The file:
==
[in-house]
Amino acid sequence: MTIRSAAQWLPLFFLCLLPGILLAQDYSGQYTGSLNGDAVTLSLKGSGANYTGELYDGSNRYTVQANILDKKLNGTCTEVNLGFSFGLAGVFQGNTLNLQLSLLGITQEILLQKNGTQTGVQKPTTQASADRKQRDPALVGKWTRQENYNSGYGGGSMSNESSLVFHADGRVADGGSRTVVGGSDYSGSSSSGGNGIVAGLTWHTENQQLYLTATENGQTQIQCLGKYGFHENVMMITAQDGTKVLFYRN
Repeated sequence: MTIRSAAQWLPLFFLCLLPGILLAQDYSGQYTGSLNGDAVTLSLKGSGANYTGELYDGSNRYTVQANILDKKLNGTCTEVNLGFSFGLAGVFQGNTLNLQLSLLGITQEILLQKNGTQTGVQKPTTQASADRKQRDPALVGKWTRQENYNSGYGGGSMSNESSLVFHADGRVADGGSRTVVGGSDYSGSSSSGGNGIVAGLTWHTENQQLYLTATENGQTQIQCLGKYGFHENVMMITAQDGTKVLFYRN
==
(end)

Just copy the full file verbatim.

[in-house]
Amino acid sequence: MTIRSAAQWLPLFFLCLLPGILLAQDYSGQYTGSLNGDAVTLSLKGSGANYTGELYDGSNRYTVQANILDKKLNGTCTEVNLGFSFGLAGVFQGNTLNLQLSLLGITQEILLQKNGTQTGVQKPTTQASADRKQRDPALVGKWTRQENYNSGYGGGSMSNESSLVFHADGRVADGGSRTVVGGSDYSGSSSSGGNGIVAGLTWHTENQQLYLTATENGQTQIQCLGKYGFHENVMMITAQDGTKVLFYRN
Repeated sequence: MTIRSAAQWLPLFFLCLLPGILLAQDYSGQYTGSLNGDAVTLSLKGSGANYTGELYDGSNRYTVQANILDKKLNGTCTEVNLGFSFGLAGVFQGNTLNLQLSLLGITQEILLQKNGTQTGVQKPTTQASADRKQRDPALVGKWTRQENYNSGYGGGSMSNESSLVFHADGRVADGGSRTVVGGSDYSGSSSSGGNGIVAGLTWHTENQQLYLTATENGQTQIQCLGKYGFHENVMMITAQDGTKVLFYRN